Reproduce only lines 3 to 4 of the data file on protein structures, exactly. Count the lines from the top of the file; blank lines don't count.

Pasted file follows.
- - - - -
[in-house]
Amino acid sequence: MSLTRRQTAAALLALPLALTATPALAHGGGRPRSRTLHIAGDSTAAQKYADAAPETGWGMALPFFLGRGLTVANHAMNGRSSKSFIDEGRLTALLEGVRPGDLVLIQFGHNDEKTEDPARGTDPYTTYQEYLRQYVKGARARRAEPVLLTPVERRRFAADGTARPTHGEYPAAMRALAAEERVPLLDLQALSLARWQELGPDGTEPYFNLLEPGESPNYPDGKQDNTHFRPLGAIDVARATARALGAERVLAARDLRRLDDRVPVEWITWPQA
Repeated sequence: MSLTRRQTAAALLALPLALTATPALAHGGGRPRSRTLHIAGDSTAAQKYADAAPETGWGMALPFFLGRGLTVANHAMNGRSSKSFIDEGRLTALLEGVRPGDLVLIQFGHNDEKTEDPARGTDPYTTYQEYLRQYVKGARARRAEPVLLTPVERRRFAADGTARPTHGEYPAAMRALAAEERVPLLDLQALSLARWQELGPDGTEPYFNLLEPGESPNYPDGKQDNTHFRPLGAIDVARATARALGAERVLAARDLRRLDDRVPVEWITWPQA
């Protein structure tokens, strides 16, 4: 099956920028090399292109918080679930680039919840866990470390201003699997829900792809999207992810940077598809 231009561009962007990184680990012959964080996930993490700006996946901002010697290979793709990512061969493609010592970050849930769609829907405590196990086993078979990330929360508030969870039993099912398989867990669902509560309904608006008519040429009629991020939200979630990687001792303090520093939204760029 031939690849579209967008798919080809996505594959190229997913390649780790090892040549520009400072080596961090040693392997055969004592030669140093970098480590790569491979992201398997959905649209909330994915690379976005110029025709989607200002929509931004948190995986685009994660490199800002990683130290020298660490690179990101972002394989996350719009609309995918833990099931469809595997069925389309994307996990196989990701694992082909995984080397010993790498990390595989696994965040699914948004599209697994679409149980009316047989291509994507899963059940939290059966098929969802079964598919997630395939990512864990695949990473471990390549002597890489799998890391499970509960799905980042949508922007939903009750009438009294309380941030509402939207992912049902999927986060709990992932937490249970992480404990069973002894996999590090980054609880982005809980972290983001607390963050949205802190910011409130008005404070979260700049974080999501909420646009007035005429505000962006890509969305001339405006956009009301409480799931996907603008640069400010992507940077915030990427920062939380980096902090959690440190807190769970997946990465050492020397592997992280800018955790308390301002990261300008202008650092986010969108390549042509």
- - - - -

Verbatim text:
Repeated sequence: MSLTRRQTAAALLALPLALTATPALAHGGGRPRSRTLHIAGDSTAAQKYADAAPETGWGMALPFFLGRGLTVANHAMNGRSSKSFIDEGRLTALLEGVRPGDLVLIQFGHNDEKTEDPARGTDPYTTYQEYLRQYVKGARARRAEPVLLTPVERRRFAADGTARPTHGEYPAAMRALAAEERVPLLDLQALSLARWQELGPDGTEPYFNLLEPGESPNYPDGKQDNTHFRPLGAIDVARATARALGAERVLAARDLRRLDDRVPVEWITWPQA
């Protein structure tokens, strides 16, 4: 099956920028090399292109918080679930680039919840866990470390201003699997829900792809999207992810940077598809 231009561009962007990184680990012959964080996930993490700006996946901002010697290979793709990512061969493609010592970050849930769609829907405590196990086993078979990330929360508030969870039993099912398989867990669902509560309904608006008519040429009629991020939200979630990687001792303090520093939204760029 031939690849579209967008798919080809996505594959190229997913390649780790090892040549520009400072080596961090040693392997055969004592030669140093970098480590790569491979992201398997959905649209909330994915690379976005110029025709989607200002929509931004948190995986685009994660490199800002990683130290020298660490690179990101972002394989996350719009609309995918833990099931469809595997069925389309994307996990196989990701694992082909995984080397010993790498990390595989696994965040699914948004599209697994679409149980009316047989291509994507899963059940939290059966098929969802079964598919997630395939990512864990695949990473471990390549002597890489799998890391499970509960799905980042949508922007939903009750009438009294309380941030509402939207992912049902999927986060709990992932937490249970992480404990069973002894996999590090980054609880982005809980972290983001607390963050949205802190910011409130008005404070979260700049974080999501909420646009007035005429505000962006890509969305001339405006956009009301409480799931996907603008640069400010992507940077915030990427920062939380980096902090959690440190807190769970997946990465050492020397592997992280800018955790308390301002990261300008202008650092986010969108390549042509």